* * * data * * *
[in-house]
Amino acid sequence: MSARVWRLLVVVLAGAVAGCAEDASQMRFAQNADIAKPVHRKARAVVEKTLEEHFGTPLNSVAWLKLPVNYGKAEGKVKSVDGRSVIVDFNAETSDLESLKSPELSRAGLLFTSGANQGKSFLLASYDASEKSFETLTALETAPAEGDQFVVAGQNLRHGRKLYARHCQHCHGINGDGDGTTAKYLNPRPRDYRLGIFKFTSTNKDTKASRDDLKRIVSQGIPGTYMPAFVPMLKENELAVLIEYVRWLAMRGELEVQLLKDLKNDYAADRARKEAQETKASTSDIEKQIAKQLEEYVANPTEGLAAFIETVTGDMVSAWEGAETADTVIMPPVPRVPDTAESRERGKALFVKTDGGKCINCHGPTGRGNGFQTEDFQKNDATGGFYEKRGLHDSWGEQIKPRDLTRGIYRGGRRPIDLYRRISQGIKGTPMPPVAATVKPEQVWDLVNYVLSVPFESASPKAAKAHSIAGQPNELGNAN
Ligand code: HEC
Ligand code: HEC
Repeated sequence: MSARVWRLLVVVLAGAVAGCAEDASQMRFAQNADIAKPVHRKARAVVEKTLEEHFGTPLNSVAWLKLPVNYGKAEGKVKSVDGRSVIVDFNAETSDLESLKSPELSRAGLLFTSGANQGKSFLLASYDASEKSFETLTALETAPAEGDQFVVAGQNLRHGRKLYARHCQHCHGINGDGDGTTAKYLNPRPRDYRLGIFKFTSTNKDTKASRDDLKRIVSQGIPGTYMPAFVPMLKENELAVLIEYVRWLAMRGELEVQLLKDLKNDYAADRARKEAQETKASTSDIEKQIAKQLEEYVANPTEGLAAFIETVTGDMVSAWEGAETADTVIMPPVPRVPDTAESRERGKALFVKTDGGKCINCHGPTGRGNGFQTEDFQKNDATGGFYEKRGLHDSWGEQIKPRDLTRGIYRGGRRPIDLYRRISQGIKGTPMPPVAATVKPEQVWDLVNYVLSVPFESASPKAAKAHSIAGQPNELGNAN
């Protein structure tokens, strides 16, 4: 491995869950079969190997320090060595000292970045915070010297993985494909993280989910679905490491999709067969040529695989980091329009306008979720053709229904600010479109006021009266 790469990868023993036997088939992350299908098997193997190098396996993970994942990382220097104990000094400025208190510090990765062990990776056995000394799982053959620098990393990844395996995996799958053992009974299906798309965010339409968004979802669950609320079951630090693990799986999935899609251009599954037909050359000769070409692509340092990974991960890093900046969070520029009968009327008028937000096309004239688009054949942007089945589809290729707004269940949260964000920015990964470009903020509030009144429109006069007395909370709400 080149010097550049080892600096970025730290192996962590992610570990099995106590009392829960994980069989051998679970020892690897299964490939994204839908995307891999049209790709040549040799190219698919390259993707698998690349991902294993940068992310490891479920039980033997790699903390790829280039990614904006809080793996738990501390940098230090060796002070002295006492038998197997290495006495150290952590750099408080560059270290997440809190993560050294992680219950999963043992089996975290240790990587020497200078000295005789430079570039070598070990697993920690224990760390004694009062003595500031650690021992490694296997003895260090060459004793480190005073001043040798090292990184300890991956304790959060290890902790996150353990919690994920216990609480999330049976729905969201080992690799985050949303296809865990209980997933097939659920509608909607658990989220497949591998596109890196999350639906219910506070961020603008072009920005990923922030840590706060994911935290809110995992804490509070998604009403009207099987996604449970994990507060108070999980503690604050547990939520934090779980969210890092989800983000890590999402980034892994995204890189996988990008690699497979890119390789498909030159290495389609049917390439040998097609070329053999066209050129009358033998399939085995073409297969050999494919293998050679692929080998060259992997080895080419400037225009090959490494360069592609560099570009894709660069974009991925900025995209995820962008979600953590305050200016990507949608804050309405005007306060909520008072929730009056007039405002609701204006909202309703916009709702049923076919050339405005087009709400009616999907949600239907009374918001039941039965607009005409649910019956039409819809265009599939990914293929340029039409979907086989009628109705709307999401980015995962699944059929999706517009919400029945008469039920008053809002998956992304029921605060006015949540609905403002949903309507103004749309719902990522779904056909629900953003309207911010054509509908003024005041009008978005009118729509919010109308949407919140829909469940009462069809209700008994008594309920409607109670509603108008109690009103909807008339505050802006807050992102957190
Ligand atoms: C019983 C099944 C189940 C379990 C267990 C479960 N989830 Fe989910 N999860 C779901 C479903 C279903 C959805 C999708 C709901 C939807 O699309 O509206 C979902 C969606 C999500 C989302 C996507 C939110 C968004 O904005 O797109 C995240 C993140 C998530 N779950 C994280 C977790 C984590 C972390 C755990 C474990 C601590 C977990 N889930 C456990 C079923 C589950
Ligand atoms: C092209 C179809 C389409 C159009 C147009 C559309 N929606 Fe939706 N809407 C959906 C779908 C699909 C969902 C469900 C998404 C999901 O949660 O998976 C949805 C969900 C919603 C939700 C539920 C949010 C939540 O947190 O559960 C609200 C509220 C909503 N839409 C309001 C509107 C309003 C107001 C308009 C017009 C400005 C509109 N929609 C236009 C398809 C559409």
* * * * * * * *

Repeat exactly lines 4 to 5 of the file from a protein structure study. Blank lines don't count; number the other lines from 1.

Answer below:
Ligand code: HEC
Repeated sequence: MSARVWRLLVVVLAGAVAGCAEDASQMRFAQNADIAKPVHRKARAVVEKTLEEHFGTPLNSVAWLKLPVNYGKAEGKVKSVDGRSVIVDFNAETSDLESLKSPELSRAGLLFTSGANQGKSFLLASYDASEKSFETLTALETAPAEGDQFVVAGQNLRHGRKLYARHCQHCHGINGDGDGTTAKYLNPRPRDYRLGIFKFTSTNKDTKASRDDLKRIVSQGIPGTYMPAFVPMLKENELAVLIEYVRWLAMRGELEVQLLKDLKNDYAADRARKEAQETKASTSDIEKQIAKQLEEYVANPTEGLAAFIETVTGDMVSAWEGAETADTVIMPPVPRVPDTAESRERGKALFVKTDGGKCINCHGPTGRGNGFQTEDFQKNDATGGFYEKRGLHDSWGEQIKPRDLTRGIYRGGRRPIDLYRRISQGIKGTPMPPVAATVKPEQVWDLVNYVLSVPFESASPKAAKAHSIAGQPNELGNAN